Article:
• A review looking at the potential for a safe return of major events
  • The government’s offer of free test kits to workplaces for staff who cannot work at home will be extended to until the end of June. Organisations, including those yet to open, will need to register interest before 31 March. The government will keep this under review as vaccine deployment continues and will investigate how testing could be used to support the recovery.
  • The government’s roadmap mentions that businesses must also continue to take necessary precautions as restrictions ease. The overwhelming majority of the businesses that remained open during the pandemic did so in a COVID-Secure way. The government will update COVID Secure guidance to provide further advice on how businesses can improve fresh air flow in indoor workplaces and introduce regular testing to reduce risk. Local authorities will also continue to offer advice.
  • On vaccines:
  • Across the UK, over 17.5 million people have been vaccinated
  • In England, everyone in the top four priority groups was offered a vaccine by the middle of February
  • Johnson added that the Government will aim to offer a first dose of vaccines to all those in groups 5 to 9 by 15 April
  • Johnson also announced a target of offering the first dose to every adult by the end of July
  • Due to infection rates being relatively similar across England, the government is planning to ease restrictions at the same time across the country.

Monday 8 February 2021:

In today’s government press conference, Health Secretary, Matt Hancock, announced that the government is expanding its offer of regular workplace testing to all businesses with over 50 employees in currently open sectors. Hancock urged all eligible employers to take up this offer. Below are the highlights from the rest of the press conference. 

  • Hancock added that over 12.2 million people had now been vaccinated
  • He stated that the government had offered a vaccine to every eligible care home and that take-up of the vaccine stood at 93%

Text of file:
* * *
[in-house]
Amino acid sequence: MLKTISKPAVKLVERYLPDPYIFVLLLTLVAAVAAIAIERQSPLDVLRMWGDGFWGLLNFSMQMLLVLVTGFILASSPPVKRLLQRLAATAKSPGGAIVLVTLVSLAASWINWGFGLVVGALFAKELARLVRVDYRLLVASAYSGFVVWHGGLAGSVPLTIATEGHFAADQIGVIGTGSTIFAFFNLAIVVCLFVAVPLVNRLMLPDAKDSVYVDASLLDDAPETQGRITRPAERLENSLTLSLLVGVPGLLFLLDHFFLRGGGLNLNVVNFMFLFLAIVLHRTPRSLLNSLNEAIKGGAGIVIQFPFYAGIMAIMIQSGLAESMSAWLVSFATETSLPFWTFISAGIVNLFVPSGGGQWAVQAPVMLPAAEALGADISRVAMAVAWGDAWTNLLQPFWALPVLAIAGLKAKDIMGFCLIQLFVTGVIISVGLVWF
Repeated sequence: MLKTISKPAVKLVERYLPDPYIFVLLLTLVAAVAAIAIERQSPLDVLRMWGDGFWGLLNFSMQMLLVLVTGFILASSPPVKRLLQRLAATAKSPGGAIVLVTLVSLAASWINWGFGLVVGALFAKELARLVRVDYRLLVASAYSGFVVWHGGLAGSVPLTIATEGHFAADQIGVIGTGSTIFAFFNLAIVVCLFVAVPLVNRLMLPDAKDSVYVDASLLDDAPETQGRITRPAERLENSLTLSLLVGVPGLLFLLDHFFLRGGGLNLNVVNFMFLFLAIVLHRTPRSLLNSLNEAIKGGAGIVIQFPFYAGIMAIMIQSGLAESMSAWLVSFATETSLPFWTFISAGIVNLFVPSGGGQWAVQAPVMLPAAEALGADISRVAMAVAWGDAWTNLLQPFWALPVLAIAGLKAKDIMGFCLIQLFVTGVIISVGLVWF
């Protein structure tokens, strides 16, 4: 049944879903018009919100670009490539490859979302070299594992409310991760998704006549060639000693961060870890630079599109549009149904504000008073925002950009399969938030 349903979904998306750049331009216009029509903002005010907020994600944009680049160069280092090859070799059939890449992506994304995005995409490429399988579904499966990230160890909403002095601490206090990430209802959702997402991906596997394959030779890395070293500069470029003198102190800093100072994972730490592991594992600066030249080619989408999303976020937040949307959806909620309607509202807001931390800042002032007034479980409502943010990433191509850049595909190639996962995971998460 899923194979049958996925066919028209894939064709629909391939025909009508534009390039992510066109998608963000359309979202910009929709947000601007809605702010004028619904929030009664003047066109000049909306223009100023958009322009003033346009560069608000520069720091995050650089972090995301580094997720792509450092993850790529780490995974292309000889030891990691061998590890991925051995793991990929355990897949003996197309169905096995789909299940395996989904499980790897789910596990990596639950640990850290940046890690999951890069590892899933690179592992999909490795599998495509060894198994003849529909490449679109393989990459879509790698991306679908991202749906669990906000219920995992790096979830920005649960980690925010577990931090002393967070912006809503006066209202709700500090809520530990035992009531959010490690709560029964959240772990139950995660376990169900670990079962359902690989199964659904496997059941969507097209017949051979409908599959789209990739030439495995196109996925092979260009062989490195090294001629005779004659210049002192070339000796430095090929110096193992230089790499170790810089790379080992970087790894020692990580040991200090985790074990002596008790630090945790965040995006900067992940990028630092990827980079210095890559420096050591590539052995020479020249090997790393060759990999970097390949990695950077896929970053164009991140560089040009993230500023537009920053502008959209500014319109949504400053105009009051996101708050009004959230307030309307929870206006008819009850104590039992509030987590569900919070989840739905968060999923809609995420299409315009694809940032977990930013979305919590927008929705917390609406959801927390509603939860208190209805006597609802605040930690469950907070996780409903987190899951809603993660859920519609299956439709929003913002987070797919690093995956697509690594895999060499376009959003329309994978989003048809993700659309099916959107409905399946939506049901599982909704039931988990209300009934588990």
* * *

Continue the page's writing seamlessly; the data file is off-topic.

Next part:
• On the vaccination rollout, Hancock said that the government was on track to offer everyone in priority groups 1-4 a vaccine by 15 February
  • Today, the UK recorded 333 new deaths and 14,104 new cases since yesterday

Monday 18 January 2021:

Health Secretary Matt Hancock announced this evening that more than 4 million people have now received the first dose of the vaccine against COVID-19.

Below are the highlights from the UK Government’s press briefing:

  • The UK population is being vaccinated at twice the rate of other European countries. The successful rollout of the vaccination scheme means that the UK will move on to vaccinate those over 70 this week.
  • The Health Secretary noted that the speed of vaccination rollout is limited by the supply of manufacturers but added that that ten new vaccination centres were opened today alone.
  • The NHS continues to be ‘under significant pressure’, however, as one person is hospitalised every 30 seconds on average.
  • Hancock added that more 37,475 people in the UK are currently hospitalised with COVID-19, amounting to the highest total at any point during the pandemic. The UK has recorded 599 new deaths and 37,535 new cases since yesterday.

If you would like to subscribe to our daily briefings, please email us at


Post COVID: Have we changed?

“Our plan to rebuild”- A summary of the UK Government’s COVID-19 recovery strategy and guidance

COVID Communications - how to communicate in a pandemic